Collective Multi-relational Network Mining
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Our world is becoming increasingly interconnected, and the study of networks and graphs are becoming more important than ever. Domains such as biological and pharmaceutical networks, online social networks, the World Wide Web, recommender systems, and scholarly networks are just a few examples that include explicit or implicit network structures. Most networks are formed between different types of nodes and contain different types of links. Leveraging these multi-relational and heterogeneous structures is an important factor in developing better models for these real-world networks. Another important aspect of developing models for network data to make predictions about entities such as nodes or links, is the connections between such entities. These connections invalidate the i.i.d. assumptions about the data in most traditional machine learning methods. Hence, unlike models for non-network data where predictions about entities are made independently of each other, the inter-connectivity of the entities in networks should cause the inferred information about one entity to change the models belief about other related entities.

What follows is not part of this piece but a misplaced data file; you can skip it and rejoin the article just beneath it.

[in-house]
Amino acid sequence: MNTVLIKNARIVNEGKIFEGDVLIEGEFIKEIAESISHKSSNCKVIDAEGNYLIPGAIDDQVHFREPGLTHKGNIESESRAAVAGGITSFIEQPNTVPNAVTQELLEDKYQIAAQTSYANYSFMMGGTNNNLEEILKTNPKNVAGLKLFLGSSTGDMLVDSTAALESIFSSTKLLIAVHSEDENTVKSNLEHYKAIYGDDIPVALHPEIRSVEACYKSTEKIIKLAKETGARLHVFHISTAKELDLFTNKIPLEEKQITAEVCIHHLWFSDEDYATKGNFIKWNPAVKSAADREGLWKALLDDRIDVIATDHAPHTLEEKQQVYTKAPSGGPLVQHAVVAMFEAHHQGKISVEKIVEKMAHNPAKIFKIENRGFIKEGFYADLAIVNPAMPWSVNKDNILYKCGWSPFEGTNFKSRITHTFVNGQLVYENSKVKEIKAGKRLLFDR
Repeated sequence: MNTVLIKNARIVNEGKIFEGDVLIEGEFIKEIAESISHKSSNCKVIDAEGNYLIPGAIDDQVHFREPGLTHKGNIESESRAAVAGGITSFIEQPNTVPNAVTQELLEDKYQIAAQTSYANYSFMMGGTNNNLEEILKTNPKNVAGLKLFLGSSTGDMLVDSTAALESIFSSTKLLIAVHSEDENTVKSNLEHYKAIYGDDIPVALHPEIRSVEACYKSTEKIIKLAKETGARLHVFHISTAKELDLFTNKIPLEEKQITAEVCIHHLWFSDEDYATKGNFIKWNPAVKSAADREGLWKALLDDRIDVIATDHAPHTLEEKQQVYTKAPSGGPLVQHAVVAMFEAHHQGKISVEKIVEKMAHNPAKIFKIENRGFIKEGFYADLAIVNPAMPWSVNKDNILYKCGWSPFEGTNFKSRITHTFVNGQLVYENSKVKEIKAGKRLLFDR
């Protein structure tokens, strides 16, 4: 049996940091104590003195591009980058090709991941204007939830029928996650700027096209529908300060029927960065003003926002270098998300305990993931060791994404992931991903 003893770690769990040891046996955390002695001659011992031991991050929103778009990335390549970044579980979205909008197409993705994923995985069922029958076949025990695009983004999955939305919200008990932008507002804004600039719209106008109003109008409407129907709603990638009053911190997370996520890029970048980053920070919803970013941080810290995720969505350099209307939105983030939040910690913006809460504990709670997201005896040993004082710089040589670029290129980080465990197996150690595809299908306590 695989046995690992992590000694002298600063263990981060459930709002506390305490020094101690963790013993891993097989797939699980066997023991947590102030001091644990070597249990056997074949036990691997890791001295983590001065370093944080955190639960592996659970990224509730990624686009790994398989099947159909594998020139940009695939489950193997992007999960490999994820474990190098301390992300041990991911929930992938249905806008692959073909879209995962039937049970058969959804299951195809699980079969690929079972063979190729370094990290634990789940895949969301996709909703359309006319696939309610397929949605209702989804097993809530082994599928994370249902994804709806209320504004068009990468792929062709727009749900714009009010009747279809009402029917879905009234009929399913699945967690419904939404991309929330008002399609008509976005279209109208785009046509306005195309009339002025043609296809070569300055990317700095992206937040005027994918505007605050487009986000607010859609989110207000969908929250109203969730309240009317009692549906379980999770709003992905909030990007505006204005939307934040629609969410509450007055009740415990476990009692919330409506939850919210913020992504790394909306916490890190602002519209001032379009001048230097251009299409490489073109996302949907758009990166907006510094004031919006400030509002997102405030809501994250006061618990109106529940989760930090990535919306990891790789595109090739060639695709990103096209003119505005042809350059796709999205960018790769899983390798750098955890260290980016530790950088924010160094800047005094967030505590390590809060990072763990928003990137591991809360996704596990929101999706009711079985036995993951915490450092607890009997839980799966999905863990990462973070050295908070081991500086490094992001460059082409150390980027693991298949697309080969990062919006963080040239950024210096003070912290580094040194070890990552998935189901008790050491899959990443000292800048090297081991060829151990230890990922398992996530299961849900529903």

In this dissertation, I present models that can effectively leverage the multi-relational nature of networks and collectively make predictions on links and nodes. In both tasks, I empirically show the importance of considering the multi-relational characteristics and collective predictions. In the first part, I present models to make predictions on nodes by leveraging the graph structure, links generation sequence, and making collective predictions. I apply the node classification methods to detect social spammers in evolving multi-relational social networks and show their effectiveness in identifying spammers without the need of using the textual content. In the second part, I present a generalized augmented multi-relational bi-typed network. I then propose a template for link inference models on these networks and show their application in pharmaceutical discoveries and recommender systems. In the third part, I show that my proposed collective link prediction model is an instance of a general graph-based prediction model that relies on a neighborhood graph for predictions. I then propose a framework that can dynamically adapt the neighborhood graph based on the state of variables from intermediate inference results, as well as structural properties of the relations connecting them to improve the predictive performance of the model.